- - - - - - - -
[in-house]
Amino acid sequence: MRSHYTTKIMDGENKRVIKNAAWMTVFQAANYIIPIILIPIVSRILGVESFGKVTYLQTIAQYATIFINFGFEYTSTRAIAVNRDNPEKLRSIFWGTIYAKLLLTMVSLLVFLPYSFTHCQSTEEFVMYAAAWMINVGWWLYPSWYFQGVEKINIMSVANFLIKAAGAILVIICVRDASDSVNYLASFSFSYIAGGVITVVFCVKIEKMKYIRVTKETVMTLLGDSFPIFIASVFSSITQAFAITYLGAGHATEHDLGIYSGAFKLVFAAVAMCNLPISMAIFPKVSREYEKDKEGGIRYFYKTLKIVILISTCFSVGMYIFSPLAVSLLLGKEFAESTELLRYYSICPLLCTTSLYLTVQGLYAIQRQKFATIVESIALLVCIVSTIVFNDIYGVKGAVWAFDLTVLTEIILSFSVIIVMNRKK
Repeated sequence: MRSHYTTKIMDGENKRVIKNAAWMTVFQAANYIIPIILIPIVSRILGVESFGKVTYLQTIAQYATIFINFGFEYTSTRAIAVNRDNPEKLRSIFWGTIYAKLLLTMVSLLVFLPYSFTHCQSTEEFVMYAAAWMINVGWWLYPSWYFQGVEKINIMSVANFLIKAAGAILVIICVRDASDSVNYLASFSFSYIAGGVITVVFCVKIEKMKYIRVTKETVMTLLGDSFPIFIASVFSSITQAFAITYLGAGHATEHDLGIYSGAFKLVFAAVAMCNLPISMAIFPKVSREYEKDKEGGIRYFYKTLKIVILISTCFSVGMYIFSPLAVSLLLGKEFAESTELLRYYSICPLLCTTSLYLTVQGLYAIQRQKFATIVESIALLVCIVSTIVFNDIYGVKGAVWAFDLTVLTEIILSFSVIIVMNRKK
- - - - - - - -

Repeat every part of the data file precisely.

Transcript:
[in-house]
Amino acid sequence: MRSHYTTKIMDGENKRVIKNAAWMTVFQAANYIIPIILIPIVSRILGVESFGKVTYLQTIAQYATIFINFGFEYTSTRAIAVNRDNPEKLRSIFWGTIYAKLLLTMVSLLVFLPYSFTHCQSTEEFVMYAAAWMINVGWWLYPSWYFQGVEKINIMSVANFLIKAAGAILVIICVRDASDSVNYLASFSFSYIAGGVITVVFCVKIEKMKYIRVTKETVMTLLGDSFPIFIASVFSSITQAFAITYLGAGHATEHDLGIYSGAFKLVFAAVAMCNLPISMAIFPKVSREYEKDKEGGIRYFYKTLKIVILISTCFSVGMYIFSPLAVSLLLGKEFAESTELLRYYSICPLLCTTSLYLTVQGLYAIQRQKFATIVESIALLVCIVSTIVFNDIYGVKGAVWAFDLTVLTEIILSFSVIIVMNRKK
Repeated sequence: MRSHYTTKIMDGENKRVIKNAAWMTVFQAANYIIPIILIPIVSRILGVESFGKVTYLQTIAQYATIFINFGFEYTSTRAIAVNRDNPEKLRSIFWGTIYAKLLLTMVSLLVFLPYSFTHCQSTEEFVMYAAAWMINVGWWLYPSWYFQGVEKINIMSVANFLIKAAGAILVIICVRDASDSVNYLASFSFSYIAGGVITVVFCVKIEKMKYIRVTKETVMTLLGDSFPIFIASVFSSITQAFAITYLGAGHATEHDLGIYSGAFKLVFAAVAMCNLPISMAIFPKVSREYEKDKEGGIRYFYKTLKIVILISTCFSVGMYIFSPLAVSLLLGKEFAESTELLRYYSICPLLCTTSLYLTVQGLYAIQRQKFATIVESIALLVCIVSTIVFNDIYGVKGAVWAFDLTVLTEIILSFSVIIVMNRKK